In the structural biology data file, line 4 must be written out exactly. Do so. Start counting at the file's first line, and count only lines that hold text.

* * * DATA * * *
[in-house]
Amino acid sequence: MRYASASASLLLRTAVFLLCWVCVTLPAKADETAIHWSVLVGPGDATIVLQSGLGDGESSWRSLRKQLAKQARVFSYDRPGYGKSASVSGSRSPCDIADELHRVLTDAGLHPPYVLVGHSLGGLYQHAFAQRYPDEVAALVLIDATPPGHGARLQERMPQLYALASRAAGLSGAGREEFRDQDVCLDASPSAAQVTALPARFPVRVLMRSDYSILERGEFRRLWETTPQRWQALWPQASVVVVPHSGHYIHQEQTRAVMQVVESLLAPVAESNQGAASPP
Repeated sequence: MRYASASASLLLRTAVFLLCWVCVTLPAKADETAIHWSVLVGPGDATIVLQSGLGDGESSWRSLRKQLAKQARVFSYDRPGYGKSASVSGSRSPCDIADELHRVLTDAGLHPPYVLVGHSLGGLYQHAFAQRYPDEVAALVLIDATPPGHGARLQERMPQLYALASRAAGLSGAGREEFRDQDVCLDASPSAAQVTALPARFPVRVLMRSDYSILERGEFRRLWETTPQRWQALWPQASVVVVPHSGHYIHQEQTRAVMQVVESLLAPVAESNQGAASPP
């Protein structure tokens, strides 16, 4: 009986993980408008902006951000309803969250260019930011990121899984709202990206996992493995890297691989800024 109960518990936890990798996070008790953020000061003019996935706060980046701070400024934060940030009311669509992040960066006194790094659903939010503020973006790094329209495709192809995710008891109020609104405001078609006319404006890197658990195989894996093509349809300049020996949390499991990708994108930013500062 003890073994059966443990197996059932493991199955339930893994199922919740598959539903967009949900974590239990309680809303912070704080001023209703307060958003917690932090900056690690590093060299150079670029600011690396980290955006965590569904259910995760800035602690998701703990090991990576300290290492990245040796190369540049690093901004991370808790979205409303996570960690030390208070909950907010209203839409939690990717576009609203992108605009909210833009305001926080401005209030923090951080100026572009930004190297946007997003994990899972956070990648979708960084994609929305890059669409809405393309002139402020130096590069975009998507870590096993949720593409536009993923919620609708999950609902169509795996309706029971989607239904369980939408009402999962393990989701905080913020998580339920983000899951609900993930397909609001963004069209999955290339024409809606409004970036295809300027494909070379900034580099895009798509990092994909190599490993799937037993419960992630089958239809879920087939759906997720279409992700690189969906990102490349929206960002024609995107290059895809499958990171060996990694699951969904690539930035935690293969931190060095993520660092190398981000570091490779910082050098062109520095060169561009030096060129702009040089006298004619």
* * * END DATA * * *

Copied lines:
């Protein structure tokens, strides 16, 4: 009986993980408008902006951000309803969250260019930011990121899984709202990206996992493995890297691989800024 109960518990936890990798996070008790953020000061003019996935706060980046701070400024934060940030009311669509992040960066006194790094659903939010503020973006790094329209495709192809995710008891109020609104405001078609006319404006890197658990195989894996093509349809300049020996949390499991990708994108930013500062 003890073994059966443990197996059932493991199955339930893994199922919740598959539903967009949900974590239990309680809303912070704080001023209703307060958003917690932090900056690690590093060299150079670029600011690396980290955006965590569904259910995760800035602690998701703990090991990576300290290492990245040796190369540049690093901004991370808790979205409303996570960690030390208070909950907010209203839409939690990717576009609203992108605009909210833009305001926080401005209030923090951080100026572009930004190297946007997003994990899972956070990648979708960084994609929305890059669409809405393309002139402020130096590069975009998507870590096993949720593409536009993923919620609708999950609902169509795996309706029971989607239904369980939408009402999962393990989701905080913020998580339920983000899951609900993930397909609001963004069209999955290339024409809606409004970036295809300027494909070379900034580099895009798509990092994909190599490993799937037993419960992630089958239809879920087939759906997720279409992700690189969906990102490349929206960002024609995107290059895809499958990171060996990694699951969904690539930035935690293969931190060095993520660092190398981000570091490779910082050098062109520095060169561009030096060129702009040089006298004619």